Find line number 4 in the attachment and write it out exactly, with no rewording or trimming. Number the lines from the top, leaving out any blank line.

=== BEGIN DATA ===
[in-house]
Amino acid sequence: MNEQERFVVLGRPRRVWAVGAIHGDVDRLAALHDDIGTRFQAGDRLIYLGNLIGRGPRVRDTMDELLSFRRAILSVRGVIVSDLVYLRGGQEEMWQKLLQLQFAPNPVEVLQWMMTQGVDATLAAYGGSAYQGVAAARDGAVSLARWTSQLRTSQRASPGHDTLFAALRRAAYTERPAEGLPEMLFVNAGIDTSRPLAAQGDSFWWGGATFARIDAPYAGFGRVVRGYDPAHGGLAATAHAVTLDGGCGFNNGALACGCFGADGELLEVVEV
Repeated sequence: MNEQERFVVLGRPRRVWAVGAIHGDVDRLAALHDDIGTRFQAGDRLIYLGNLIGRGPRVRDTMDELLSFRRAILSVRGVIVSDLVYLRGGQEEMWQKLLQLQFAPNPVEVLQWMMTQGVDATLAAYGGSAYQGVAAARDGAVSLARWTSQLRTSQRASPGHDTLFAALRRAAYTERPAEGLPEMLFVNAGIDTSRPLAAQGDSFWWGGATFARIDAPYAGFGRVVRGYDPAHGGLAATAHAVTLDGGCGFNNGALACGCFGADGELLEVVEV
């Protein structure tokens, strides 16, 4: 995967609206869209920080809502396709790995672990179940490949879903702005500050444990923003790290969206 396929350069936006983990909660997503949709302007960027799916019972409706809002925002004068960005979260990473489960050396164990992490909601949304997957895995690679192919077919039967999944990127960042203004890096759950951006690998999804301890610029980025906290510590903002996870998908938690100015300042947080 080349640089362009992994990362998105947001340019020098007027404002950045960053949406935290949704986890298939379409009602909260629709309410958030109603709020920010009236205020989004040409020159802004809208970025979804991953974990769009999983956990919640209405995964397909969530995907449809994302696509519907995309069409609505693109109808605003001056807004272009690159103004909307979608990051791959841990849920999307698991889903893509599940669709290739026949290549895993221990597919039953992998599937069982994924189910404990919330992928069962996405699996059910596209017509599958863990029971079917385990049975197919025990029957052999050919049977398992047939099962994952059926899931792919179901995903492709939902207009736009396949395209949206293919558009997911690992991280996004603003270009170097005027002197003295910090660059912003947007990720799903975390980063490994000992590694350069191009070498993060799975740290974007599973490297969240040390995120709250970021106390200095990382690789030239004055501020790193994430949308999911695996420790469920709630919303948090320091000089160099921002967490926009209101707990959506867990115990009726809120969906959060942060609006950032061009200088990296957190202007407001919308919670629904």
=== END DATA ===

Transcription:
């Protein structure tokens, strides 16, 4: 995967609206869209920080809502396709790995672990179940490949879903702005500050444990923003790290969206 396929350069936006983990909660997503949709302007960027799916019972409706809002925002004068960005979260990473489960050396164990992490909601949304997957895995690679192919077919039967999944990127960042203004890096759950951006690998999804301890610029980025906290510590903002996870998908938690100015300042947080 080349640089362009992994990362998105947001340019020098007027404002950045960053949406935290949704986890298939379409009602909260629709309410958030109603709020920010009236205020989004040409020159802004809208970025979804991953974990769009999983956990919640209405995964397909969530995907449809994302696509519907995309069409609505693109109808605003001056807004272009690159103004909307979608990051791959841990849920999307698991889903893509599940669709290739026949290549895993221990597919039953992998599937069982994924189910404990919330992928069962996405699996059910596209017509599958863990029971079917385990049975197919025990029957052999050919049977398992047939099962994952059926899931792919179901995903492709939902207009736009396949395209949206293919558009997911690992991280996004603003270009170097005027002197003295910090660059912003947007990720799903975390980063490994000992590694350069191009070498993060799975740290974007599973490297969240040390995120709250970021106390200095990382690789030239004055501020790193994430949308999911695996420790469920709630919303948090320091000089160099921002967490926009209101707990959506867990115990009726809120969906959060942060609006950032061009200088990296957190202007407001919308919670629904």